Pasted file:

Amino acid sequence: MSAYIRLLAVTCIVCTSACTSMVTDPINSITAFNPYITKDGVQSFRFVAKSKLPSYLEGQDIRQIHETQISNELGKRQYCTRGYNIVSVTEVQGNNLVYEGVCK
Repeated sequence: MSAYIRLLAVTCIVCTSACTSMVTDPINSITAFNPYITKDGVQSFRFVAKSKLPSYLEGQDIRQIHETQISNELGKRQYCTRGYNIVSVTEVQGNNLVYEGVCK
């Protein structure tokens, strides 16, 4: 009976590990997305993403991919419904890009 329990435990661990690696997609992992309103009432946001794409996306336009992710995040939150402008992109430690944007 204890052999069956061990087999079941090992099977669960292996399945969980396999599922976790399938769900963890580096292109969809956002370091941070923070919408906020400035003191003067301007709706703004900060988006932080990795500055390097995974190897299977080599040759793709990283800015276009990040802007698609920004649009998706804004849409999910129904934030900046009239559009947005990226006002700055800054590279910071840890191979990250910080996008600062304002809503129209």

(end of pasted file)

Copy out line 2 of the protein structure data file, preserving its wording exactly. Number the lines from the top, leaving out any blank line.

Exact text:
Repeated sequence: MSAYIRLLAVTCIVCTSACTSMVTDPINSITAFNPYITKDGVQSFRFVAKSKLPSYLEGQDIRQIHETQISNELGKRQYCTRGYNIVSVTEVQGNNLVYEGVCK